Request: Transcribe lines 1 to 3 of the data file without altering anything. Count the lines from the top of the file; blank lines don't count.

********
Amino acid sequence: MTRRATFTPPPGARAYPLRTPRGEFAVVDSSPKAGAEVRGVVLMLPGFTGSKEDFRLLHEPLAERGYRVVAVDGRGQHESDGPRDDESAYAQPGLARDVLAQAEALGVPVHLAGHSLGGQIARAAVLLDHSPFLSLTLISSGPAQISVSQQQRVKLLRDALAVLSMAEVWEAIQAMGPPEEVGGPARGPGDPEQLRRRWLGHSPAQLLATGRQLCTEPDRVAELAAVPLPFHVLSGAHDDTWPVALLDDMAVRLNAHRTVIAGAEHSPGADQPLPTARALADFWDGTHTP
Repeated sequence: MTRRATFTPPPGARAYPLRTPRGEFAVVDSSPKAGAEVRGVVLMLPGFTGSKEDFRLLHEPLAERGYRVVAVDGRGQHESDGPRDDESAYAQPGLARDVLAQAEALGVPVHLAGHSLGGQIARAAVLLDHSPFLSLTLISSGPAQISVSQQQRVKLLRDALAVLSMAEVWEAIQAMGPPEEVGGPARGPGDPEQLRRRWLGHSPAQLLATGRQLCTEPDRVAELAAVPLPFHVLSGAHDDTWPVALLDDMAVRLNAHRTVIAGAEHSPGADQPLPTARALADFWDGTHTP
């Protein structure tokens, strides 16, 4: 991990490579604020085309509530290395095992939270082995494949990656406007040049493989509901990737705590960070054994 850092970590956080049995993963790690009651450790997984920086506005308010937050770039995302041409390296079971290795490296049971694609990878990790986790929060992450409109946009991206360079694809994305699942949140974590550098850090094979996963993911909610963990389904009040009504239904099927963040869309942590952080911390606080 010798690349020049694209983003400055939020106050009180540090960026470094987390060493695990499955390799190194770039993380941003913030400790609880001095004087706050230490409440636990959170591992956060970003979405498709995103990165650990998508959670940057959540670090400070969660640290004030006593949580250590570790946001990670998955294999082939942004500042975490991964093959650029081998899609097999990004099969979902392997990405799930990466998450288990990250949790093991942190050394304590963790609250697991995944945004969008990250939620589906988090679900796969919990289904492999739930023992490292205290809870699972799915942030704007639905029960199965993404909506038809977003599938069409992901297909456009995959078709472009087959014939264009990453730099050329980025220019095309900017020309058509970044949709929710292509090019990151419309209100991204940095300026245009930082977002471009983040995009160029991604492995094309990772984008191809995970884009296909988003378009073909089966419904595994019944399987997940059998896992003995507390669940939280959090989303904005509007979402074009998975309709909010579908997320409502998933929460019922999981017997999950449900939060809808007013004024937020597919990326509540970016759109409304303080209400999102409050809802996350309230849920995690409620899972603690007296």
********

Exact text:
Amino acid sequence: MTRRATFTPPPGARAYPLRTPRGEFAVVDSSPKAGAEVRGVVLMLPGFTGSKEDFRLLHEPLAERGYRVVAVDGRGQHESDGPRDDESAYAQPGLARDVLAQAEALGVPVHLAGHSLGGQIARAAVLLDHSPFLSLTLISSGPAQISVSQQQRVKLLRDALAVLSMAEVWEAIQAMGPPEEVGGPARGPGDPEQLRRRWLGHSPAQLLATGRQLCTEPDRVAELAAVPLPFHVLSGAHDDTWPVALLDDMAVRLNAHRTVIAGAEHSPGADQPLPTARALADFWDGTHTP
Repeated sequence: MTRRATFTPPPGARAYPLRTPRGEFAVVDSSPKAGAEVRGVVLMLPGFTGSKEDFRLLHEPLAERGYRVVAVDGRGQHESDGPRDDESAYAQPGLARDVLAQAEALGVPVHLAGHSLGGQIARAAVLLDHSPFLSLTLISSGPAQISVSQQQRVKLLRDALAVLSMAEVWEAIQAMGPPEEVGGPARGPGDPEQLRRRWLGHSPAQLLATGRQLCTEPDRVAELAAVPLPFHVLSGAHDDTWPVALLDDMAVRLNAHRTVIAGAEHSPGADQPLPTARALADFWDGTHTP
């Protein structure tokens, strides 16, 4: 991990490579604020085309509530290395095992939270082995494949990656406007040049493989509901990737705590960070054994 850092970590956080049995993963790690009651450790997984920086506005308010937050770039995302041409390296079971290795490296049971694609990878990790986790929060992450409109946009991206360079694809994305699942949140974590550098850090094979996963993911909610963990389904009040009504239904099927963040869309942590952080911390606080 010798690349020049694209983003400055939020106050009180540090960026470094987390060493695990499955390799190194770039993380941003913030400790609880001095004087706050230490409440636990959170591992956060970003979405498709995103990165650990998508959670940057959540670090400070969660640290004030006593949580250590570790946001990670998955294999082939942004500042975490991964093959650029081998899609097999990004099969979902392997990405799930990466998450288990990250949790093991942190050394304590963790609250697991995944945004969008990250939620589906988090679900796969919990289904492999739930023992490292205290809870699972799915942030704007639905029960199965993404909506038809977003599938069409992901297909456009995959078709472009087959014939264009990453730099050329980025220019095309900017020309058509970044949709929710292509090019990151419309209100991204940095300026245009930082977002471009983040995009160029991604492995094309990772984008191809995970884009296909988003378009073909089966419904595994019944399987997940059998896992003995507390669940939280959090989303904005509007979402074009998975309709909010579908997320409502998933929460019922999981017997999950449900939060809808007013004024937020597919990326509540970016759109409304303080209400999102409050809802996350309230849920995690409620899972603690007296």